What about Charlotte Lennox? Her list has “extremely” and “wholly” in the first and sixth places, but only one other “-ly” adverb (“instantly” at #29). Lennox’s vocabulary emphasizes the dynamics of sociability. Highlights:

2	civility       	0.97	117	
7	amiable        	0.959	353	
8	accompany      	0.959	55.8	
11	conversation   	0.957	258	
12	behaviour      	0.954	419	
13	mortified      	0.949	34.6	
14	mortification  	0.948	113	
15	received       	0.945	119	
18	amusements     	0.939	32.3	
19	entreaties     	0.937	54.9	
20	apprehensions  	0.937	89.4	
21	attentions     	0.936	70.9	
27	conduct        	0.929	195	
28	insisted       	0.928	80.6	
29	instantly      	0.927	209	
30	countenance    	0.925	123	
31	situation      	0.924	260	
33	visit          	0.923	107	
35	arrival        	0.922	83.5	
36	acknowledged   	0.92	53	
37	reception      	0.92	46.8	
38	circumstance   	0.919	98.7	
41	relations      	0.917	84.3	
42	letter         	0.916	312	
43	politeness     	0.916	110	
44	shocked        	0.914	89.2	
45	accident       	0.913	74.1	
46	inform         	0.913	74.8	
47	acquaintance   	0.912	131	
50	ordered        	0.91	66.6	

Walter Scott’s list of 50 (using only his fiction for the sake of comparison) includes only three adverbs, none in his top 30, and the highest-ranking is an adverb of action: “hastily.” Scott’s list evokes military contexts and especially hierarchies of authority:

1	answered       	0.958	2519	
4	warrant        	0.944	501	
8	risk           	0.93	263	
13	permit         	0.914	247	
14	trusty         	0.913	169	
19	weapon         	0.905	235	
22	boot           	0.902	127	
23	followers      	0.898	505	
27	domestics      	0.897	122	
30	commanded      	0.895	222	
32	courtesy       	0.894	262	
33	quarrel        	0.893	183	
34	kinsman        	0.892	432	
35	assistance     	0.892	248	
37	saddle         	0.891	109	
43	displeasure    	0.89	123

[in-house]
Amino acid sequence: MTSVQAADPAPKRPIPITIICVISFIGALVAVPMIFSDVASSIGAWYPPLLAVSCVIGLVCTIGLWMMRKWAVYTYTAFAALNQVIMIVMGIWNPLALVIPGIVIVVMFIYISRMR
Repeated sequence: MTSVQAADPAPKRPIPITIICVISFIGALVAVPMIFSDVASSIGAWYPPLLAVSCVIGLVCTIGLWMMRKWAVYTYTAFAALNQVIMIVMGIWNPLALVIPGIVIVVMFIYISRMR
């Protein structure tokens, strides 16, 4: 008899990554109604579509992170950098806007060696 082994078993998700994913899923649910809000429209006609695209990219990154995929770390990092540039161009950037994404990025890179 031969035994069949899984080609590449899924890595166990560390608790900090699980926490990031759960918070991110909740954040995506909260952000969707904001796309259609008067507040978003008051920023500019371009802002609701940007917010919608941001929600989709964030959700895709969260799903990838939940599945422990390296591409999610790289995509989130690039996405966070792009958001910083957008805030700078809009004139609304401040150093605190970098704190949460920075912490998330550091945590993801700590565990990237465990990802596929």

44	attendance     	0.889	162	
47	willingly      	0.889	170	

Hannah More’s list (again, using only her fiction) is unsurprisingly packed with religious terminology, and I see little overlap between her list and the others.

If you want motion in your novel, open your James Fenimore Cooper:

1	movements      	0.979	903	
3	movement       	0.97	576	
4	direction      	0.961	579	
6	commenced      	0.958	374	
8	companion      	0.952	645	
18	distance       	0.915	552	
20	quest          	0.913	190	
21	returned       	0.913	829	
27	companions     	0.902	268	
37	disappeared    	0.894	137	
38	preparations   	0.893	93.3	
39	placing        	0.893	74.7	
40	position       	0.892	168	

At this point, I think we have at least a preliminary answer to our question: the prevalence of adverbs and so forth in Austen’s works is indeed characteristic of Austen herself, rather than her period or genre.

This little exploration was great fun for me, as the results returned a mix of new insights–particularly about Austen and Edgeworth–and reassuring common-sense confirmation that the tool identifies the characteristic thematic emphases of Scott and More. In a follow-up post, I’ll offer some quick thoughts about other uses of this kind of word-frequency analysis, from the perspective of a beginning user with a pedagogical emphasis.

Jane Austen and contemporary prose style

I’m on leave this semester to do work in the Digital Humanities, so I’ll be posting a lot about that. My interest in DH is not–or has not been–quantitative, but I am expanding my range by dabbling in quantitative methods, currently with the help of Ted Underwood’s wonderful introduction to the topic.

At the end of Ted’s post, he provides a dataset and a program he wrote to find groups of words that form something like stylistic signatures in authors and genres. I’ve been playing with the program, with fascinating results. I’ll share one here. This is the list of overrepresented words in Jane Austen’s works according to one of the measures Ted uses:

1 very 0.985 3283
2 wishing 0.984 154
3 staying 0.982 176
4 satisfied 0.977 188